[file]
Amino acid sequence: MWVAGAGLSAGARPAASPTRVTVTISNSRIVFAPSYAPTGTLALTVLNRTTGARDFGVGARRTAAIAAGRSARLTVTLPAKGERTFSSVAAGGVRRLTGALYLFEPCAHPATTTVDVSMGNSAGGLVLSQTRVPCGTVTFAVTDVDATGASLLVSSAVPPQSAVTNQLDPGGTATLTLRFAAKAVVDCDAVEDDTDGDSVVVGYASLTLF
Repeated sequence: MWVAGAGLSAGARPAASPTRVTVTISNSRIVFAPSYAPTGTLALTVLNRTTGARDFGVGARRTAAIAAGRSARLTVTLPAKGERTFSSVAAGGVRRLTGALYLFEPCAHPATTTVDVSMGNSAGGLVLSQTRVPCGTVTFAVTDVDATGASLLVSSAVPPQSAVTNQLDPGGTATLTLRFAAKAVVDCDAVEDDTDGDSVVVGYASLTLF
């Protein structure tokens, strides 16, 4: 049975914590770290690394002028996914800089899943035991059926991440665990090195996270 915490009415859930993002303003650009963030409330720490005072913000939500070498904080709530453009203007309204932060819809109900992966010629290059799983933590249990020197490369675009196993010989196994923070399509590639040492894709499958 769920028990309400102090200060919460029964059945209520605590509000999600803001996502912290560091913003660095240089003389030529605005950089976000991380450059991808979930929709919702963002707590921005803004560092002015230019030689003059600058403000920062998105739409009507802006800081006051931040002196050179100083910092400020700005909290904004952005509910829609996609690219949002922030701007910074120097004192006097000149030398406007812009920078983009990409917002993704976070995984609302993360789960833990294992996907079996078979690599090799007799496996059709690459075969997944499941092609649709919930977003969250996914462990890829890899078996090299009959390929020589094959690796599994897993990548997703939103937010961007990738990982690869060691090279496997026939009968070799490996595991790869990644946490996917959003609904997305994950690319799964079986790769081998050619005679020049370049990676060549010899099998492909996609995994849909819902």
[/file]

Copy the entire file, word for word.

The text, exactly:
Amino acid sequence: MWVAGAGLSAGARPAASPTRVTVTISNSRIVFAPSYAPTGTLALTVLNRTTGARDFGVGARRTAAIAAGRSARLTVTLPAKGERTFSSVAAGGVRRLTGALYLFEPCAHPATTTVDVSMGNSAGGLVLSQTRVPCGTVTFAVTDVDATGASLLVSSAVPPQSAVTNQLDPGGTATLTLRFAAKAVVDCDAVEDDTDGDSVVVGYASLTLF
Repeated sequence: MWVAGAGLSAGARPAASPTRVTVTISNSRIVFAPSYAPTGTLALTVLNRTTGARDFGVGARRTAAIAAGRSARLTVTLPAKGERTFSSVAAGGVRRLTGALYLFEPCAHPATTTVDVSMGNSAGGLVLSQTRVPCGTVTFAVTDVDATGASLLVSSAVPPQSAVTNQLDPGGTATLTLRFAAKAVVDCDAVEDDTDGDSVVVGYASLTLF
């Protein structure tokens, strides 16, 4: 049975914590770290690394002028996914800089899943035991059926991440665990090195996270 915490009415859930993002303003650009963030409330720490005072913000939500070498904080709530453009203007309204932060819809109900992966010629290059799983933590249990020197490369675009196993010989196994923070399509590639040492894709499958 769920028990309400102090200060919460029964059945209520605590509000999600803001996502912290560091913003660095240089003389030529605005950089976000991380450059991808979930929709919702963002707590921005803004560092002015230019030689003059600058403000920062998105739409009507802006800081006051931040002196050179100083910092400020700005909290904004952005509910829609996609690219949002922030701007910074120097004192006097000149030398406007812009920078983009990409917002993704976070995984609302993360789960833990294992996907079996078979690599090799007799496996059709690459075969997944499941092609649709919930977003969250996914462990890829890899078996090299009959390929020589094959690796599994897993990548997703939103937010961007990738990982690869060691090279496997026939009968070799490996595991790869990644946490996917959003609904997305994950690319799964079986790769081998050619005679020049370049990676060549010899099998492909996609995994849909819902």